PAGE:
Headland bypassing timescales: Processes and driving forces

Sci Total Environ. 2021 Nov 1;793:148591. doi: 10.1016/j.scitotenv.2021.148591. Epub 2021 Jun 24.

Abstract

In this paper, a natural headland bypassing is investigated in terms of its short (months to years) and long-term (years to decades) variability and its relationship with wave conditions, climate drivers and anthropogenic interventions. The research is focused on Fingal Head (New South Wales, Australia) where nine detailed topo-bathymetric surveys were undertaken between June 2018 and January 2020. To extend the analysis in time, over 30 years of satellite and aerial images were used to describe the headland bypassing variability based on the shoreline and sandbar position changes. Shoreline and sandbar positions presented moderate to strong correlation between updrift and immediate downdrift of the headland highlighting the influence of the bypassing process for the longshore transport on the study area. Results indicate that the headland bypassing around Fingal Head is governed by two distinct processes and their dominance is controlled by waves and sediment availability. The sandbar-driven bypassing scenario requires a storm wave event to trigger the sandbar system and over seven months to complete the full bypassing cycle. A quicker bypassing cycle (i.e. few months) happens when sediment leaks around the headland following a persistent low energy wave condition that largely accretes the updrift upper beach. Headland bypassing cycles occur in multiple timescales, including seasonal variability of the wave climate to interannual and decadal cycles of shoreline progradation and retreat. Shifts in the large-scale climate drivers such as El Niño-Southern Oscillation, Pacific Decadal Oscillation and Interdecadal Pacific Oscillation were observed to influence on changes to the low frequency of variability of the headland bypassing in the study area by affecting the predominant wave direction and updrift beach sand availability. The understanding of this intermittent nature of the headland bypassing process and particularly considering its periodicity and the related driving forces is crucial to predict future coastal hazards and develop management strategies.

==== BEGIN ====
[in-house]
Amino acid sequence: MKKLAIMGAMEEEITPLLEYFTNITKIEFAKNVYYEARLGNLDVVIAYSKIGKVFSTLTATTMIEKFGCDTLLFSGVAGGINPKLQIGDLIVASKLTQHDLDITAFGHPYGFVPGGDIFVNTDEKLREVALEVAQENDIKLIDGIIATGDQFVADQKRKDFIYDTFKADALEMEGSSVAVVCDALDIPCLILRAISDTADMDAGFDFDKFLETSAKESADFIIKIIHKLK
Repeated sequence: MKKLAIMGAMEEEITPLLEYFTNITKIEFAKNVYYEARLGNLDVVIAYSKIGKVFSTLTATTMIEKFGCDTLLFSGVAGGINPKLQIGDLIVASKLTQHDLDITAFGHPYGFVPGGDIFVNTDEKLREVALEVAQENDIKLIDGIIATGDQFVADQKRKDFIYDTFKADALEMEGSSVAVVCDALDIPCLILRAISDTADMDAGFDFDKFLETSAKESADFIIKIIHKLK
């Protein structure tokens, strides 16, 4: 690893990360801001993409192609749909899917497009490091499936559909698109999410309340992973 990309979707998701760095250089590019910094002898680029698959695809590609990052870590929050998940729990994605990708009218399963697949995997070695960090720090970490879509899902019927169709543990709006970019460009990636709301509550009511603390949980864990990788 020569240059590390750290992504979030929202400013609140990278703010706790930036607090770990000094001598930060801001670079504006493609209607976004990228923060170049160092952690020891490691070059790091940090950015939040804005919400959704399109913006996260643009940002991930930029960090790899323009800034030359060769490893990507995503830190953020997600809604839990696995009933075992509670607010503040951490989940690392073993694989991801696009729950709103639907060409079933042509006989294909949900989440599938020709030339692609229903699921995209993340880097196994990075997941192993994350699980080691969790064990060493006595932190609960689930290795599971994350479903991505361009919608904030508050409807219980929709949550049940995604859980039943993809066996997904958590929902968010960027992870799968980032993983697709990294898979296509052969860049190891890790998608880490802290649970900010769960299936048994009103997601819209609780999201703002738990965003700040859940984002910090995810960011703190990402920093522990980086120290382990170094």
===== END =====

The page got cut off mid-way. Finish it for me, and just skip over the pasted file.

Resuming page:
Keywords: Climate drivers; Coastal management; Remote sensing; Sediment transport; Topo-bathymetric survey; Wave climate.

MeSH terms

  • Australia
  • Climate Change*
  • Climate*
  • Forecasting
  • New South Wales